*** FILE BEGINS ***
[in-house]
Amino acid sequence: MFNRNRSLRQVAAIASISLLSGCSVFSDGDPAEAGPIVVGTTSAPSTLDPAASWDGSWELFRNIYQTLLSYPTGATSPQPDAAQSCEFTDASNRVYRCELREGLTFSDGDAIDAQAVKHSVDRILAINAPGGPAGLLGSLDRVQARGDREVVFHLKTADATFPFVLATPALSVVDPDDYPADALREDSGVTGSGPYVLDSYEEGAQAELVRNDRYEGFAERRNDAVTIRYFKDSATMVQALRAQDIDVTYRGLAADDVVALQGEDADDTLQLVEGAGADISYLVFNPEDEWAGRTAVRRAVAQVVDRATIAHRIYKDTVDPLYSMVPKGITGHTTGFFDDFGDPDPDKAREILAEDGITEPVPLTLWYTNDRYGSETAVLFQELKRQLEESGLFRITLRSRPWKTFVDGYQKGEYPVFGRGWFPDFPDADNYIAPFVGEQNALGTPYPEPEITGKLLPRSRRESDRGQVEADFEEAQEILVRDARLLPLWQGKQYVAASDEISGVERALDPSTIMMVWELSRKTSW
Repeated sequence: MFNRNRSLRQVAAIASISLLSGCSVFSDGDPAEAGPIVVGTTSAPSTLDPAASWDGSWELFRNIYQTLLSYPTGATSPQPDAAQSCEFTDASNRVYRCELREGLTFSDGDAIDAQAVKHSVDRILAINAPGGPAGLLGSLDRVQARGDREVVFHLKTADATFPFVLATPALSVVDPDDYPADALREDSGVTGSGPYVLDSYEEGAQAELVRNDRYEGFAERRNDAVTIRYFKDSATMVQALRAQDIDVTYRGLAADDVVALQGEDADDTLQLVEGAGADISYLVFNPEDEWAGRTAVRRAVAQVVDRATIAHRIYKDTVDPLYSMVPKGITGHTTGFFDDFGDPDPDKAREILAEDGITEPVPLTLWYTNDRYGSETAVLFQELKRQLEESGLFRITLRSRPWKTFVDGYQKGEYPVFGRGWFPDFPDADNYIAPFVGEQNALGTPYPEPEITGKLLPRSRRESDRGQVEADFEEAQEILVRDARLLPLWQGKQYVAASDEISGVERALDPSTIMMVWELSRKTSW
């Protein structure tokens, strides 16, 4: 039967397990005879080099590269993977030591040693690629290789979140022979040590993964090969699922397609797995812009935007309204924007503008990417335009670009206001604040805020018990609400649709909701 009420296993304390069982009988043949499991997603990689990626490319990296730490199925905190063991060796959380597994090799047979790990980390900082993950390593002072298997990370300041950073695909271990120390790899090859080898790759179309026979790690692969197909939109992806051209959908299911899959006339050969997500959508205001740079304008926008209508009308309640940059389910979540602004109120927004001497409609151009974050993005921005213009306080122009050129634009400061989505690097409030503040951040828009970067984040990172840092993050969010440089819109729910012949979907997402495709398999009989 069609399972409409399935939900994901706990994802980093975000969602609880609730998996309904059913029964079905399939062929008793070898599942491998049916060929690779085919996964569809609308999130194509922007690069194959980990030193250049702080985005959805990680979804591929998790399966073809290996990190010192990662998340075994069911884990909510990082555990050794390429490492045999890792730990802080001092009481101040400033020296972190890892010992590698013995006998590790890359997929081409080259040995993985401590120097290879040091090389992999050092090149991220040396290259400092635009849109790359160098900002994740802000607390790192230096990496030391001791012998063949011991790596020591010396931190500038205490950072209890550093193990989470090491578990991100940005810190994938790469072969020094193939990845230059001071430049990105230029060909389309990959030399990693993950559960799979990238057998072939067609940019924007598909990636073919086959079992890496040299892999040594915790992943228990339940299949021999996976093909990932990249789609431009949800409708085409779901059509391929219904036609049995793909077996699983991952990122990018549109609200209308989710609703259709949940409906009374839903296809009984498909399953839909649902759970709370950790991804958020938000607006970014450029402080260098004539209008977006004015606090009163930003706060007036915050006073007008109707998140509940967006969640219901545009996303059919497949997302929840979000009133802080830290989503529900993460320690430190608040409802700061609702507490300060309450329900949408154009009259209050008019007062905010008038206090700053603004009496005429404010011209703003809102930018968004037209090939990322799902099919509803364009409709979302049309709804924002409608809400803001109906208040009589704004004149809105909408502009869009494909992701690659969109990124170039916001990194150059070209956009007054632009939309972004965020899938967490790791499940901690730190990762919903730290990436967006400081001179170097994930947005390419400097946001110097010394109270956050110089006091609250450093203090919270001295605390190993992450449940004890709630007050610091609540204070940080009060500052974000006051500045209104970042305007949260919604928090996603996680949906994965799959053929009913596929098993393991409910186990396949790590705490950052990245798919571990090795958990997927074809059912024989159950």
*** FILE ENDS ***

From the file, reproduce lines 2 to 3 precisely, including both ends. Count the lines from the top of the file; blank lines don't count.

Amino acid sequence: MFNRNRSLRQVAAIASISLLSGCSVFSDGDPAEAGPIVVGTTSAPSTLDPAASWDGSWELFRNIYQTLLSYPTGATSPQPDAAQSCEFTDASNRVYRCELREGLTFSDGDAIDAQAVKHSVDRILAINAPGGPAGLLGSLDRVQARGDREVVFHLKTADATFPFVLATPALSVVDPDDYPADALREDSGVTGSGPYVLDSYEEGAQAELVRNDRYEGFAERRNDAVTIRYFKDSATMVQALRAQDIDVTYRGLAADDVVALQGEDADDTLQLVEGAGADISYLVFNPEDEWAGRTAVRRAVAQVVDRATIAHRIYKDTVDPLYSMVPKGITGHTTGFFDDFGDPDPDKAREILAEDGITEPVPLTLWYTNDRYGSETAVLFQELKRQLEESGLFRITLRSRPWKTFVDGYQKGEYPVFGRGWFPDFPDADNYIAPFVGEQNALGTPYPEPEITGKLLPRSRRESDRGQVEADFEEAQEILVRDARLLPLWQGKQYVAASDEISGVERALDPSTIMMVWELSRKTSW
Repeated sequence: MFNRNRSLRQVAAIASISLLSGCSVFSDGDPAEAGPIVVGTTSAPSTLDPAASWDGSWELFRNIYQTLLSYPTGATSPQPDAAQSCEFTDASNRVYRCELREGLTFSDGDAIDAQAVKHSVDRILAINAPGGPAGLLGSLDRVQARGDREVVFHLKTADATFPFVLATPALSVVDPDDYPADALREDSGVTGSGPYVLDSYEEGAQAELVRNDRYEGFAERRNDAVTIRYFKDSATMVQALRAQDIDVTYRGLAADDVVALQGEDADDTLQLVEGAGADISYLVFNPEDEWAGRTAVRRAVAQVVDRATIAHRIYKDTVDPLYSMVPKGITGHTTGFFDDFGDPDPDKAREILAEDGITEPVPLTLWYTNDRYGSETAVLFQELKRQLEESGLFRITLRSRPWKTFVDGYQKGEYPVFGRGWFPDFPDADNYIAPFVGEQNALGTPYPEPEITGKLLPRSRRESDRGQVEADFEEAQEILVRDARLLPLWQGKQYVAASDEISGVERALDPSTIMMVWELSRKTSW